My facilitator Bill Taylor was first rate. He is a true subject matter expert with excellent customer service skills. He went above and beyond the call of duty to help resolve technical issues and answer all questions in a timely manner.
Course Code: GES305
Understand the needs of a computer forensic examiner. Learn how to deal with clients and employers, ethics required for the role, and opportunities in the job market.
Begin learning about recommended machine configurations, as well as imaging theory and processes. You’ll also learn how to identify files and data formats.
Master the FAT and NTFS filing systems. Learn how to process directories, deal with unallocated space, and create and delete files.
Continue the course by learning the fundamentals of registries and artifacts. You’ll examine logical structures, data recovery techniques, and basic internet issues, amongst other things.
Explore the use of policy and checklists in forensic practice. Develop an understanding of the legal process, case report writing, and going to court.
Complete the course by learning about the mobile phone extraction process including collection, isolation, interrogation, imaging, and analysis.
Module 1- Introduction to Computer Forensics
Module 2 – Imaging
Module 3 – File Signatures, Data Formats & Unallocated Space
Module 4 – FAT File System
Module 5 – NTFS File System
Module 6 – Registry & Artifacts
Module 7 – Forensic Policy, Case Writing, Legal Process & Forensic Tool Kits
Module 8 - Introduction to Mobile Data Exploitation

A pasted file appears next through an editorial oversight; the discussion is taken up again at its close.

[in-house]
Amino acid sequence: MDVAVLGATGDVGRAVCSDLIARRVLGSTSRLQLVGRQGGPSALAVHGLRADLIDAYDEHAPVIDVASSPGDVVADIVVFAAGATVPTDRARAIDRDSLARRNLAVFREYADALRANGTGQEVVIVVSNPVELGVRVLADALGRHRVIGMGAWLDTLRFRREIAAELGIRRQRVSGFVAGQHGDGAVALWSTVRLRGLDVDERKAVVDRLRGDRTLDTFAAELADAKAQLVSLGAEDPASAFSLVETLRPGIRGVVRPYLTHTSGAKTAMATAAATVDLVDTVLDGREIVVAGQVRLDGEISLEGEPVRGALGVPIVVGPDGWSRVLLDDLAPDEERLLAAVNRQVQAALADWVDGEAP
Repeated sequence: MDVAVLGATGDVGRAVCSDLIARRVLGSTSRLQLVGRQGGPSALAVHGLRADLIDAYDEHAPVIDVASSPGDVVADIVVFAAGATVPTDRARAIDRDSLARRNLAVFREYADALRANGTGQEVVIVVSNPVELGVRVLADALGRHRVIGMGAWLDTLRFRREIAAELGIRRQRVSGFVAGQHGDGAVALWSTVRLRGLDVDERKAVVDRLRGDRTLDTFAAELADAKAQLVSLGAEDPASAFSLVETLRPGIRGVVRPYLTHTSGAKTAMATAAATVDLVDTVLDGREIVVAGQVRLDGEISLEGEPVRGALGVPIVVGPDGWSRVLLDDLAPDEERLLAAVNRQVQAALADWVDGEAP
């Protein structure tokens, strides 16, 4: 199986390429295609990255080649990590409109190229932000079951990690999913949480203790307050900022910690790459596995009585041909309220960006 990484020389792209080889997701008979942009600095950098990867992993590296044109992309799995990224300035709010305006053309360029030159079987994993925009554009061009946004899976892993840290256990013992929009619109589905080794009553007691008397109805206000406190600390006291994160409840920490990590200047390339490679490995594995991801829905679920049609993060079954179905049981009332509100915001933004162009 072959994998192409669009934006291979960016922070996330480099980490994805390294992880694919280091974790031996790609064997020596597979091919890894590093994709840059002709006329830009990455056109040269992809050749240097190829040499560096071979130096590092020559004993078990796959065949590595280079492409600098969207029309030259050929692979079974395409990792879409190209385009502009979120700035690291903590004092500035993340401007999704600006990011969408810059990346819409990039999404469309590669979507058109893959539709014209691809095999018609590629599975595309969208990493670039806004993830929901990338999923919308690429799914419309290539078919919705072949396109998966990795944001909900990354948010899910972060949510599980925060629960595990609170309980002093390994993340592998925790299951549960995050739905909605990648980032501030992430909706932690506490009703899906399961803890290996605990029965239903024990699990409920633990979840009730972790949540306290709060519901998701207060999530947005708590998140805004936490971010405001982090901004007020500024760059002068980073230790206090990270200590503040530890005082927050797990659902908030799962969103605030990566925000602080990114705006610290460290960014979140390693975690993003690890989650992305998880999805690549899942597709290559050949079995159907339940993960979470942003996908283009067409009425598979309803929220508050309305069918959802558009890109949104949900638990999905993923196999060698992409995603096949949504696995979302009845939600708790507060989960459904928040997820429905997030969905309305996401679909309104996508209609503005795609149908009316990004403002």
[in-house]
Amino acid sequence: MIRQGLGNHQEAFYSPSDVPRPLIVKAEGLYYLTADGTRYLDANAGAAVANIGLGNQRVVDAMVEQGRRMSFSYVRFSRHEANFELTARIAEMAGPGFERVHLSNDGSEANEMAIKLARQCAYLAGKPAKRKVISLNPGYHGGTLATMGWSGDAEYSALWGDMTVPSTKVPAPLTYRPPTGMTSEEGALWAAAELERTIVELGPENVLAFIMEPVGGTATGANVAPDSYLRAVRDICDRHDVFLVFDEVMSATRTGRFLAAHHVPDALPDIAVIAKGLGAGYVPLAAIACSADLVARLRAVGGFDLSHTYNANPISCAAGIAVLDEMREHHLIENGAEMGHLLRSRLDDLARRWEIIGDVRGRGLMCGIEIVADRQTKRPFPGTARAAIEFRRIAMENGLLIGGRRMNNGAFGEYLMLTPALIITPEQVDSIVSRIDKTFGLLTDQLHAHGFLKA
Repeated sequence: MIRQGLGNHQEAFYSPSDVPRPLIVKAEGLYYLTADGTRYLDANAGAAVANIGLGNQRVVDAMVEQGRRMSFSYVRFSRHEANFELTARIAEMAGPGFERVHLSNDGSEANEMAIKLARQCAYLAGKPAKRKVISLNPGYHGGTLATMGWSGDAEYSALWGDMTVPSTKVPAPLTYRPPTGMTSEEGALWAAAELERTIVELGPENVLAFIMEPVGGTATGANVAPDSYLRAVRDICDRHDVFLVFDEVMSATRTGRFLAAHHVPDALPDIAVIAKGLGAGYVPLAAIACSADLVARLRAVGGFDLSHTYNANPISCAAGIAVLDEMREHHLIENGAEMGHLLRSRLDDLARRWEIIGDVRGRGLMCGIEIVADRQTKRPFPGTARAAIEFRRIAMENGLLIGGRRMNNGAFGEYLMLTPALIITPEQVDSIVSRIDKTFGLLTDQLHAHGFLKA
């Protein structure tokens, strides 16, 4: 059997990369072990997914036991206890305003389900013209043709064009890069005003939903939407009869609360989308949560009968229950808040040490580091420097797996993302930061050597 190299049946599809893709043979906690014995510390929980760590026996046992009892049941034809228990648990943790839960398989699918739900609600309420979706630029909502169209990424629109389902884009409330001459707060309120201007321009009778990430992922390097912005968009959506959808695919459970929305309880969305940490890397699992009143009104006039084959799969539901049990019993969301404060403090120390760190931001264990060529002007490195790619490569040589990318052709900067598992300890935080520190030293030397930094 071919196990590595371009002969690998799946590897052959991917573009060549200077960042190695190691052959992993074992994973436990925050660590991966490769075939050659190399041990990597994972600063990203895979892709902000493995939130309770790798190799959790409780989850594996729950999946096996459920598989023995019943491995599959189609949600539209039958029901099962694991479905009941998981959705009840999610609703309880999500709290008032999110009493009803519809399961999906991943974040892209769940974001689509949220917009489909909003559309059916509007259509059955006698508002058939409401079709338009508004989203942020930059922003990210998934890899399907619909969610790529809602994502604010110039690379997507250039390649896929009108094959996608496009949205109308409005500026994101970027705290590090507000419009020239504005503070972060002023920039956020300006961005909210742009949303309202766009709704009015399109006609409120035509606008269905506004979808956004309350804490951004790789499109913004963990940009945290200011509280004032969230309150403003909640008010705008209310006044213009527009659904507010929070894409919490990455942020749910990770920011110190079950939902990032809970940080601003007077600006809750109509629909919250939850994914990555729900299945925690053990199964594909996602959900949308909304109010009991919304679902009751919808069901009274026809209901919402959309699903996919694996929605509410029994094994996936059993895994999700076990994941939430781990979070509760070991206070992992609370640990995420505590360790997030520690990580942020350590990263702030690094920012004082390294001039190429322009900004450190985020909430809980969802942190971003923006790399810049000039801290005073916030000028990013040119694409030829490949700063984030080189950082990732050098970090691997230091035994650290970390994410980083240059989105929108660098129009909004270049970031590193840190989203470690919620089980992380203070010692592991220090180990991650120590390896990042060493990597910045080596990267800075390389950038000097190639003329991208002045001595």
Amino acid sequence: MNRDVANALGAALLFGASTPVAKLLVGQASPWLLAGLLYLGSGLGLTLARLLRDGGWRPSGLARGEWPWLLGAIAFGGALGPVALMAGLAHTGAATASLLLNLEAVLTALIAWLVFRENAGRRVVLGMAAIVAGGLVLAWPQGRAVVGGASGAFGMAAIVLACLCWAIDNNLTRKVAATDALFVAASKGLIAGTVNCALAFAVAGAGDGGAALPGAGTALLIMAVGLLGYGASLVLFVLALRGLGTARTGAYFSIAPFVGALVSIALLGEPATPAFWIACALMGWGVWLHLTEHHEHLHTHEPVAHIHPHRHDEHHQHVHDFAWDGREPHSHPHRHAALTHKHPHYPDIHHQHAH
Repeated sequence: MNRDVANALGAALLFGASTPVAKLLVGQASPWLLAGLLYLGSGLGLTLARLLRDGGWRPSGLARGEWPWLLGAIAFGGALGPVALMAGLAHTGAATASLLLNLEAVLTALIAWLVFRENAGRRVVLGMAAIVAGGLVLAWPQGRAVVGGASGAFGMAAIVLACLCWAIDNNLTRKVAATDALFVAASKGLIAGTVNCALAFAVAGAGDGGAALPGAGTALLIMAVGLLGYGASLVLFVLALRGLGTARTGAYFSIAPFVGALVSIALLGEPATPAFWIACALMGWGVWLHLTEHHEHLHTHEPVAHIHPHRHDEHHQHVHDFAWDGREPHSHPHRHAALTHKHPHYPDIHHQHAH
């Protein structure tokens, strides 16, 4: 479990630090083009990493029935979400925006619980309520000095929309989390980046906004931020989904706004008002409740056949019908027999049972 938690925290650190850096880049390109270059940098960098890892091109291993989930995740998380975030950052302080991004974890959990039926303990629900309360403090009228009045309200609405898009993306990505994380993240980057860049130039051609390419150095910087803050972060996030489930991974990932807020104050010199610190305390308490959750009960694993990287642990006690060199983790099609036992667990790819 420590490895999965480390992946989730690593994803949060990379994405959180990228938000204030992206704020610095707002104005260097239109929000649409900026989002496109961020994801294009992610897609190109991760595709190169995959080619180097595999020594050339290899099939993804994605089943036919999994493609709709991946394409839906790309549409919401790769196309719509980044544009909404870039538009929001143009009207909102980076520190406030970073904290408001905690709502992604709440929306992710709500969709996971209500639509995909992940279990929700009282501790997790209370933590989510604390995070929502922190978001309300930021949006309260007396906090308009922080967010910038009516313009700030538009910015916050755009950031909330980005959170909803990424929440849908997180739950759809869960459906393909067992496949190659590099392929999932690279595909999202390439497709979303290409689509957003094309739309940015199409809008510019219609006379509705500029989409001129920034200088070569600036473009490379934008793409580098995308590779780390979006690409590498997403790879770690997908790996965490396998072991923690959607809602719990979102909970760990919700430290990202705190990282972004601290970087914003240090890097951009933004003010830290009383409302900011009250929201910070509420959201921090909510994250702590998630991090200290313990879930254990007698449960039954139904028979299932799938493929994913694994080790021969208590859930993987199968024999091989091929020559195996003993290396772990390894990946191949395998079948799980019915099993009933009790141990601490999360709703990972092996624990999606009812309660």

Bill Long is a retired law enforcement supervisor with the Oklahoma Office of the Inspector General. He is a CFCE and is owner and president of William J. Long & Associates LLC, a firm specializing in computer forensic examinations and data recovery.
John Fretts, in 2004, retired as a Senior Special Agent from the Bureau of Alcohol, Tobacco, Firearms and Explosives after 30 years. In addition to conducting firearms and explosives investigations he specialized in computer forensic investigations. John currently serves as Director of Investigations for a private firm in New England.
William D. "Bill" Taylor is a retired Computer Investigative Specialist/Special Agent with the US Treasury Inspector General for Tax Administration in Nashville, Tennessee. He holds both Baccalaureate and Master's Degrees in Criminal Justice and a Associates Degree in Forensic Computer Science. He is also a graduate of the 152nd Session of the FBI National Academy. Bill had over 35 years of investigative law enforcement experience when he retired.
Clifford "Cliff" Ellston retired in 2013 as a Senior Special Agent from the Bureau of Alcohol, Tobacco, Firearms and Explosives after 35 years of service. In addition to conducting firearms and explosives investigations he specialized in computer forensic investigations. Cliff currently serves as a compliance officer for a local retail corporation. He also assists local police in their effort to handle and examine electronic media evidence.